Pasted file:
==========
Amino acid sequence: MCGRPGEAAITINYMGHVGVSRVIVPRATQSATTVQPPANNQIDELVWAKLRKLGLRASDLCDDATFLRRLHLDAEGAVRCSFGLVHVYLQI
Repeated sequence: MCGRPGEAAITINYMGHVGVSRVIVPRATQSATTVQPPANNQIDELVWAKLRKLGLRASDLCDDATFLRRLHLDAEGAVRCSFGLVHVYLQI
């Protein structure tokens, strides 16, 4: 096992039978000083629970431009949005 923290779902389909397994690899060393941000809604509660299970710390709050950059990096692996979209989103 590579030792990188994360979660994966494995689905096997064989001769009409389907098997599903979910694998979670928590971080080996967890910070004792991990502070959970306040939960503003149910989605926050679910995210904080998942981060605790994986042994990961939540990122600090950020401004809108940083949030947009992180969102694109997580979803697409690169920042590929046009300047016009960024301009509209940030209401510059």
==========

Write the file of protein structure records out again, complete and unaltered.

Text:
Amino acid sequence: MCGRPGEAAITINYMGHVGVSRVIVPRATQSATTVQPPANNQIDELVWAKLRKLGLRASDLCDDATFLRRLHLDAEGAVRCSFGLVHVYLQI
Repeated sequence: MCGRPGEAAITINYMGHVGVSRVIVPRATQSATTVQPPANNQIDELVWAKLRKLGLRASDLCDDATFLRRLHLDAEGAVRCSFGLVHVYLQI
């Protein structure tokens, strides 16, 4: 096992039978000083629970431009949005 923290779902389909397994690899060393941000809604509660299970710390709050950059990096692996979209989103 590579030792990188994360979660994966494995689905096997064989001769009409389907098997599903979910694998979670928590971080080996967890910070004792991990502070959970306040939960503003149910989605926050679910995210904080998942981060605790994986042994990961939540990122600090950020401004809108940083949030947009992180969102694109997580979803697409690169920042590929046009300047016009960024301009509209940030209401510059």